In the Indian context, this is an absolute minimum because, by all accounts, the terrorist threat to our mega cities has not diminished a bit. On the contrary, there is an assessment that with the resurgence of the Taliban, as evidenced by the repeated strikes in Pakistan in the recent past, we are in for a scorching time.

Contrast Maharashtras response to what the United States administration did in the days following 9/11 when it appointed a bipartisan committee to look into a variety of issues surrounding the tragedy, especially intelligence failure. The committees full report was made available to the public without any reservation, facilitating a meaningful debate on how things could be streamlined so that even the most motivated terrorist group cannot repeat its monumental crime.

The fact that the U.S. has been free from terrorist misadventures for nearly eight years since 9/11 is proof enough that transparency does pay dividends. Politicians in our country think otherwise because they are mostly actuated by narrow political gains. Nothing else can explain the Maharashtra governments strange decision not to make the Pradhan Committee report public.

Without berating the State government, Pradhan did go on record on a television channel that he did not remember his report containing any sensitive secret information that could not be shared with the public. This is proof enough that the State governments decision was untenable. If the government wanted to withhold some information that in its opinion was too serious to be made public, it could have released the report after excising such portions. Its failure to do so enhances our misgivings. Many leading Mumbai citizens are exercised about this. This is an arbitrary exercise of discretion by a misguided executive and it is liable to be challenged in a court of law. If a judicial review finds the government stand to be hollow, we might soon be able to read the whole report, barring sections that have to remain secret in the interests of national security.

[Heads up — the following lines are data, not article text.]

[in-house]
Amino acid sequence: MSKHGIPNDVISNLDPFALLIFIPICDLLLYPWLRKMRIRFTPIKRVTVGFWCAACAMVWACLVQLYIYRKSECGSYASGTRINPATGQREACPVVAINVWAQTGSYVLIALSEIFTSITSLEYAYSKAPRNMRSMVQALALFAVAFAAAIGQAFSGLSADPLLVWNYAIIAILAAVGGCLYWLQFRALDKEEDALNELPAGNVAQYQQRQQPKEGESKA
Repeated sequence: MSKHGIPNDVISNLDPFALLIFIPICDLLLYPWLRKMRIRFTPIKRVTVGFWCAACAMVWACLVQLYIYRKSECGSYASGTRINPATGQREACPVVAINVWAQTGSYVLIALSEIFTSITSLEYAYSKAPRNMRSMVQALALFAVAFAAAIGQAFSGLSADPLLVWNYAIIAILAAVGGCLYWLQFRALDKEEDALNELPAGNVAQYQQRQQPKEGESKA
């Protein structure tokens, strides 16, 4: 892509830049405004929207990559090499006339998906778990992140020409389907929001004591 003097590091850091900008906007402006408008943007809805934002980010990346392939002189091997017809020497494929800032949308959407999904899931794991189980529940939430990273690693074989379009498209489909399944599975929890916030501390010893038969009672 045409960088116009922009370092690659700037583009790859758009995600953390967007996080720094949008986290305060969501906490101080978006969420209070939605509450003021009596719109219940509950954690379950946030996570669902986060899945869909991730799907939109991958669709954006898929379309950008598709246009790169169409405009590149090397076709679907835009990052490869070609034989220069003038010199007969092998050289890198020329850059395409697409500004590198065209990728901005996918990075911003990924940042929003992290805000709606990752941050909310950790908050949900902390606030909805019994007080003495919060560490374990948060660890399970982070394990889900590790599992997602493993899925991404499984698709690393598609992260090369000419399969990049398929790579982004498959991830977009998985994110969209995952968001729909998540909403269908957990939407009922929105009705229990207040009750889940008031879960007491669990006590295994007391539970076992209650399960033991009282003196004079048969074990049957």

At the end of it all, what we should be more concerned about is how to protect ourselves from future terrorist attacks. This is especially important in respect of mega cities, which are growing without check and where keeping track of new arrivals has become next to impossible. Depending merely on immigration officials at entry points is ill advised. Most of the recent attacks were by men who did not enter the country at authorised points or on the basis of valid travel documents. This is why the societys watchdog role cannot be overemphasised. We definitely need a people-friendly police which sets premium on a continuous dialogue with the community. It is here that innovations are called for if the police is serious about tackling crime and terrorism with the help of the community.

Experiments until now such as the Friends of Police in Tamil Nadu have achieved only modest results. These have proved to be half-hearted endeavours, mainly because police stations in the country are hardly intelligence-collection centres, and an honest citizen will avoid going there if he or she can help it. It is an open secret that in a majority of stations one cannot get any service whatsoever, without paying illegal gratification or securing a recommendation call to the station house officer from a senior police officer. A government that does not ensure that the police organisation at the grassroots remains clean and dedicated to the public cause cannot hope to combat terrorism. This is exactly what is happening in most of the States in the country. This should change as soon as possible. Again, this is possible only if the political executive is convinced that policing is a professional responsibility and tinkering with it for crass political gains dilutes police effectiveness.

It is not as if the police leadership is free from blame. Its readiness to bend and crawl before ruling party members has brought ignominy to the whole Indian police force. That this should be so even six decades after Independence is a sad commentary on the nature of our polity. Let us hope that the Supreme Court-mandated fixed tenure for officers holding key police positions will help to alter this position. There is unconscionable delay in implementing this Supreme Court directive. The civil services bill on the subject of civil servant transfers, which is contemplated by the Centre, offers some hope.